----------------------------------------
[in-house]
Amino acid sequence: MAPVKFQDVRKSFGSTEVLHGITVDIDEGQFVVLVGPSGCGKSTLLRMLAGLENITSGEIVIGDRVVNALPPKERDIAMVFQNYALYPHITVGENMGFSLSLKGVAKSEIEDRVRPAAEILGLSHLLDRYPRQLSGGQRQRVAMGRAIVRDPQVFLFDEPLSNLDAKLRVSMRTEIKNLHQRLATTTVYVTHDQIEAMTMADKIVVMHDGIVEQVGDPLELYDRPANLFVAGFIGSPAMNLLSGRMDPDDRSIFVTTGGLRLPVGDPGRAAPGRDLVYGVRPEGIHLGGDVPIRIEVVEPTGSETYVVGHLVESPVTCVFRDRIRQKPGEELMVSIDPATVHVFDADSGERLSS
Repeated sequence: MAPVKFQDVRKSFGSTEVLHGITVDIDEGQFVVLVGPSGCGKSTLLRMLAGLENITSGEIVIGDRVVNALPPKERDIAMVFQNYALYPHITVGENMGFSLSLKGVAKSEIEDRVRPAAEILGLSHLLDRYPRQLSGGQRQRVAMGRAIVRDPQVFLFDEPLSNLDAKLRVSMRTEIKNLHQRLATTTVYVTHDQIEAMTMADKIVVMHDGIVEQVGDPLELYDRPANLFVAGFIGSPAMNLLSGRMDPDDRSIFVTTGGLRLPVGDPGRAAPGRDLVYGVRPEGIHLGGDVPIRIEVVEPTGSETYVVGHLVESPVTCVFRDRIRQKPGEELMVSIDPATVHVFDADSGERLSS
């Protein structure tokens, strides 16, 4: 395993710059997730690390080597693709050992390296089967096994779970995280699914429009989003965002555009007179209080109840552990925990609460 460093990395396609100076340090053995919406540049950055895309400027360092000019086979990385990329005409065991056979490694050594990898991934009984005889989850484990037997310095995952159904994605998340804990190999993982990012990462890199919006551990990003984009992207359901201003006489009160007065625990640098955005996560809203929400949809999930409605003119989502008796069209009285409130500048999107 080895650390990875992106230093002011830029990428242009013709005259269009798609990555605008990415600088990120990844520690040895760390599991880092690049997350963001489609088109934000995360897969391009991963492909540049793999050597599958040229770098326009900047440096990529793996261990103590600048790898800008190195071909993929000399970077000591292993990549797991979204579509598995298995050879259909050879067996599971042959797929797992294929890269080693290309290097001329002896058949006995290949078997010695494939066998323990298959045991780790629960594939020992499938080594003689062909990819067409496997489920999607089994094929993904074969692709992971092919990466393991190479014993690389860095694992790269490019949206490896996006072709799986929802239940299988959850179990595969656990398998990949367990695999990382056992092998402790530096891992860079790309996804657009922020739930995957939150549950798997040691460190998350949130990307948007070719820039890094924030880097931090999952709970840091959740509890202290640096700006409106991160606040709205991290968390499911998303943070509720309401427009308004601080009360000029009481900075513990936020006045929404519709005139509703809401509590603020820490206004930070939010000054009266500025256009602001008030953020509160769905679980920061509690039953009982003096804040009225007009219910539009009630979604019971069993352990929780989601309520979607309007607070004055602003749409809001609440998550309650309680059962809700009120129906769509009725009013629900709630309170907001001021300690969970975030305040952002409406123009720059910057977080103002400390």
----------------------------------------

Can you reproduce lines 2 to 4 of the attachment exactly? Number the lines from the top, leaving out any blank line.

Amino acid sequence: MAPVKFQDVRKSFGSTEVLHGITVDIDEGQFVVLVGPSGCGKSTLLRMLAGLENITSGEIVIGDRVVNALPPKERDIAMVFQNYALYPHITVGENMGFSLSLKGVAKSEIEDRVRPAAEILGLSHLLDRYPRQLSGGQRQRVAMGRAIVRDPQVFLFDEPLSNLDAKLRVSMRTEIKNLHQRLATTTVYVTHDQIEAMTMADKIVVMHDGIVEQVGDPLELYDRPANLFVAGFIGSPAMNLLSGRMDPDDRSIFVTTGGLRLPVGDPGRAAPGRDLVYGVRPEGIHLGGDVPIRIEVVEPTGSETYVVGHLVESPVTCVFRDRIRQKPGEELMVSIDPATVHVFDADSGERLSS
Repeated sequence: MAPVKFQDVRKSFGSTEVLHGITVDIDEGQFVVLVGPSGCGKSTLLRMLAGLENITSGEIVIGDRVVNALPPKERDIAMVFQNYALYPHITVGENMGFSLSLKGVAKSEIEDRVRPAAEILGLSHLLDRYPRQLSGGQRQRVAMGRAIVRDPQVFLFDEPLSNLDAKLRVSMRTEIKNLHQRLATTTVYVTHDQIEAMTMADKIVVMHDGIVEQVGDPLELYDRPANLFVAGFIGSPAMNLLSGRMDPDDRSIFVTTGGLRLPVGDPGRAAPGRDLVYGVRPEGIHLGGDVPIRIEVVEPTGSETYVVGHLVESPVTCVFRDRIRQKPGEELMVSIDPATVHVFDADSGERLSS
């Protein structure tokens, strides 16, 4: 395993710059997730690390080597693709050992390296089967096994779970995280699914429009989003965002555009007179209080109840552990925990609460 460093990395396609100076340090053995919406540049950055895309400027360092000019086979990385990329005409065991056979490694050594990898991934009984005889989850484990037997310095995952159904994605998340804990190999993982990012990462890199919006551990990003984009992207359901201003006489009160007065625990640098955005996560809203929400949809999930409605003119989502008796069209009285409130500048999107 080895650390990875992106230093002011830029990428242009013709005259269009798609990555605008990415600088990120990844520690040895760390599991880092690049997350963001489609088109934000995360897969391009991963492909540049793999050597599958040229770098326009900047440096990529793996261990103590600048790898800008190195071909993929000399970077000591292993990549797991979204579509598995298995050879259909050879067996599971042959797929797992294929890269080693290309290097001329002896058949006995290949078997010695494939066998323990298959045991780790629960594939020992499938080594003689062909990819067409496997489920999607089994094929993904074969692709992971092919990466393991190479014993690389860095694992790269490019949206490896996006072709799986929802239940299988959850179990595969656990398998990949367990695999990382056992092998402790530096891992860079790309996804657009922020739930995957939150549950798997040691460190998350949130990307948007070719820039890094924030880097931090999952709970840091959740509890202290640096700006409106991160606040709205991290968390499911998303943070509720309401427009308004601080009360000029009481900075513990936020006045929404519709005139509703809401509590603020820490206004930070939010000054009266500025256009602001008030953020509160769905679980920061509690039953009982003096804040009225007009219910539009009630979604019971069993352990929780989601309520979607309007607070004055602003749409809001609440998550309650309680059962809700009120129906769509009725009013629900709630309170907001001021300690969970975030305040952002409406123009720059910057977080103002400390």